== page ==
Loire: the regal wine river
The French refer to the river landscape of the Loire simply as “the garden of France.” It is no wonder that kings and the nobility built their magnificent chateaux here. At the same time, the Loire is a highly varied wine river. From Pouilly-sur-Loire in the east, to Nantes at the river’s outlet, into the Atlantic, the vineyards follow the river's course and yield highly distinctive wines from varieties such as Sauvignon Blanc, Chenin Blanc, Muscadet and the red Cabernet Franc..
White wines from Loire
The Loire is the longest of the French rivers to flow into the Atlantic. It originates in the Massif Central, near the Rhône valley watershed, and discharges into the Atlantic 1,000 kilometres to the northwest, near Nantes. Along the final 500 kilometres, it is almost entirely lined with vineyards. In total, there are over 50,000 hectares planted with vines on the Loire and its numerous tributaries.
Crisp to noble sweet
The easternmost winegrowing region includes Sancerre and Pouilly-sur-Loire, where very straightforward, dry and crisp wines are produced from Sauvignon Blanc, with green-herb and mineral notes. From here, this variety has set its sights on worldwide success. The westerly tip of the Loire, the region of Nantes, where the river flows into the Atlantic, is also considered a stronghold of dry white wines. The light and extremely crisp Muscadet wines are vinified from the Melon de Bourgogne variety. Between these eastern- and westernmost vineyards, the Loire brings forth a vast multitude of wines from various varieties and with various styles. The robust Cabernet Franc growths from Chinon, for example, are well-known, as are the rosé wines from Anjou. After Sauvignon Blanc, Chenin Blanc is considered the second great white variety. Especially in Savennières, it yields expressive wines with a rather dry style. Meanwhile, in Vouvray and in the Coteaux du Layon appellation (in the province of Anjou), superb noble sweet “Moelleux” wines are produced. The sparkling wines (Crémant de Loire) are also often impressive.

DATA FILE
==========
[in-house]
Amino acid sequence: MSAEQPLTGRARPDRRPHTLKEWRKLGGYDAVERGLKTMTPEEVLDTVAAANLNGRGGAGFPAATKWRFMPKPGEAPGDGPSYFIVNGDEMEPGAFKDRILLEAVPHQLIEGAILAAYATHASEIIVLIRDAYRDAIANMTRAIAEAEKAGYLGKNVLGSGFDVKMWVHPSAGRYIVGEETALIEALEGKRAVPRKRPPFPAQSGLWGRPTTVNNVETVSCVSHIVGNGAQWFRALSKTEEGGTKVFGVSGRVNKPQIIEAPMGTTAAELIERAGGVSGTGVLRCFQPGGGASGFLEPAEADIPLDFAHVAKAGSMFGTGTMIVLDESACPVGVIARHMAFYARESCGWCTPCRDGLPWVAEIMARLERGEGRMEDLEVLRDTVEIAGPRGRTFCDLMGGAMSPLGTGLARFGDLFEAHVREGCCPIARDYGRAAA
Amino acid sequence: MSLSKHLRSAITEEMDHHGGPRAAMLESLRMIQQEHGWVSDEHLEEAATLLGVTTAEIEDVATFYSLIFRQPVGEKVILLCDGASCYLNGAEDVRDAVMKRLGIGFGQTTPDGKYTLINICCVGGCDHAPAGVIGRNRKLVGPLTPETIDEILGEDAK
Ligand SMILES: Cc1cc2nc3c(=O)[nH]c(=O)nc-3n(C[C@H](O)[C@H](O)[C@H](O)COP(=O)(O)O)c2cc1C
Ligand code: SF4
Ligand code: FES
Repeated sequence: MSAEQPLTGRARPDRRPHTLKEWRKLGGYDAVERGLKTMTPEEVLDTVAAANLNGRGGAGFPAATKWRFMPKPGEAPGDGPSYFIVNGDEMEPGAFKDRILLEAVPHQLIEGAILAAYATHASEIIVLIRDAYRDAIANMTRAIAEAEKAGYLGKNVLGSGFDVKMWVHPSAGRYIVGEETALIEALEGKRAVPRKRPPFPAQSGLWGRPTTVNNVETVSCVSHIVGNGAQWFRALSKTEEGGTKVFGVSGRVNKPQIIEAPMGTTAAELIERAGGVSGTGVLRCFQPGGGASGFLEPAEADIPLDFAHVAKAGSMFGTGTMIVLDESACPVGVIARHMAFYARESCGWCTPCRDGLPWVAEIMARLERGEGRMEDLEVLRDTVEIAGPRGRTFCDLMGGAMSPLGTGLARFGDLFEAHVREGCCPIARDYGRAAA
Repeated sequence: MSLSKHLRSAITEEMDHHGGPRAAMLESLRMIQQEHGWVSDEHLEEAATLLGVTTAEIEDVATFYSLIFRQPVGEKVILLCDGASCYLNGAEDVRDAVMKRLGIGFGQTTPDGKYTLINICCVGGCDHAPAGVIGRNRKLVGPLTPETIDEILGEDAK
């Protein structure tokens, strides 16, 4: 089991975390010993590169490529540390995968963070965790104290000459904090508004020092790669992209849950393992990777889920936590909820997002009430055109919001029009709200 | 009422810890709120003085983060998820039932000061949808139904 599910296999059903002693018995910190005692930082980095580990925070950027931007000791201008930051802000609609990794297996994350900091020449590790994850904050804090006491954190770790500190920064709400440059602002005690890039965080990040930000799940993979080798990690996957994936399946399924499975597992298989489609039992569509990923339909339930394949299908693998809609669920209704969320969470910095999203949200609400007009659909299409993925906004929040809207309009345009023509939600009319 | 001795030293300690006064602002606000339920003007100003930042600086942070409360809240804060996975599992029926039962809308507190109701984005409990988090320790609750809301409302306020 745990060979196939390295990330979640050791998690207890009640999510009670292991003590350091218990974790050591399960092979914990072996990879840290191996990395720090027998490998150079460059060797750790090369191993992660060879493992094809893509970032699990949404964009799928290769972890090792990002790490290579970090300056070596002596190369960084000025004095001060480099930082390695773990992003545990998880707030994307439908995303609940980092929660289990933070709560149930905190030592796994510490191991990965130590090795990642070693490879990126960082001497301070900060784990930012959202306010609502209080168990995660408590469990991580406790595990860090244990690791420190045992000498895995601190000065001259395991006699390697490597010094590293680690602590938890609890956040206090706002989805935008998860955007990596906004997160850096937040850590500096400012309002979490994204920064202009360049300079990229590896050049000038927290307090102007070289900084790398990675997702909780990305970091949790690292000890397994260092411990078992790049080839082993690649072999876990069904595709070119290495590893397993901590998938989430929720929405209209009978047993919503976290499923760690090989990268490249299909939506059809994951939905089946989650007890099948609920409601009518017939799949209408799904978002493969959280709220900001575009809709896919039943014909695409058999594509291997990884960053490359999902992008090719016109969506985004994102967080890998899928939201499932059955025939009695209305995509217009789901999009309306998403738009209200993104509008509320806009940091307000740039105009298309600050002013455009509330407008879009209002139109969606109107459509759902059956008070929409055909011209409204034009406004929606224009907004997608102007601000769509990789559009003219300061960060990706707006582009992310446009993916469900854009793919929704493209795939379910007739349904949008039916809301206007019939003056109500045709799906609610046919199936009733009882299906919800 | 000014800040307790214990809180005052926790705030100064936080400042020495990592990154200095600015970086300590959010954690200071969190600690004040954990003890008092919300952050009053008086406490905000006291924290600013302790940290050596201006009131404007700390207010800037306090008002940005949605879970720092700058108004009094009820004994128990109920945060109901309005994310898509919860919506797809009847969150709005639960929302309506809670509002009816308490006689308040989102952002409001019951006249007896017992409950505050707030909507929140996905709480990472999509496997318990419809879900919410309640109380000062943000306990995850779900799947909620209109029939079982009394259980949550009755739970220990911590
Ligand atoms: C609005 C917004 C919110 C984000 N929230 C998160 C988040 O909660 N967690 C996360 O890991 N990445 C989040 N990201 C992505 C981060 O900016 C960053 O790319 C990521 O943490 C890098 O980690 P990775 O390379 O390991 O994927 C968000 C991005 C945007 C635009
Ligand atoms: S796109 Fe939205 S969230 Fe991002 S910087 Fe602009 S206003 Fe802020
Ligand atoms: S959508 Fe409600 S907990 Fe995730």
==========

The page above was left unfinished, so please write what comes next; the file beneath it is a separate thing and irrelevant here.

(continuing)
A puzzle of terroirs
As the Loire passes through a large tract of France from west to east, the climate is highly diverse. Humid Atlantic air masses flow eastward along the river’s central and side valleys, until they gradually lose their influence in the elevations of Touraine. No later than Vouvray, and in particular in the upper Loire, a continental climate is increasingly identifiable. Soil conditions also vary from place to place. Near the river, vines are often rooted in alluvial deposits of gravel and sand. At higher sites, especially in Saumur, Chinon and Vouvray, pronouncedly more porous and geologically younger, calcareous tufa predominates.
The Gauls and the Romans were the first to practice viticulture on the Loire. By the 8th century the cultivation area had expanded massively. The Benedictine monks of the Cluny abbey in Burgundy were among the vinicultural pioneers in the Loire’s east, in Sancerre and Pouilly.
Hawke’s Bay is located in the east of New Zealand’s North Island and is the country’s oldest and second-largest wine-growing region (approx. 4640 hectares), dating back to 1851. Hawke’s Bay is New Zealand’s largest wine-growing region for high-quality red wines, accounting for over 80 percent of its total production of Cabernet Sauvignon, Merlot and Syrah. Chardonnay and the two varieties Cabernet Sauvignon and Merlot make up around 50 percent of total production at Hawke’s Bay. White and red wines are produced in approximately equal amounts. The region produces a total of 10 percent of all New Zealand wines.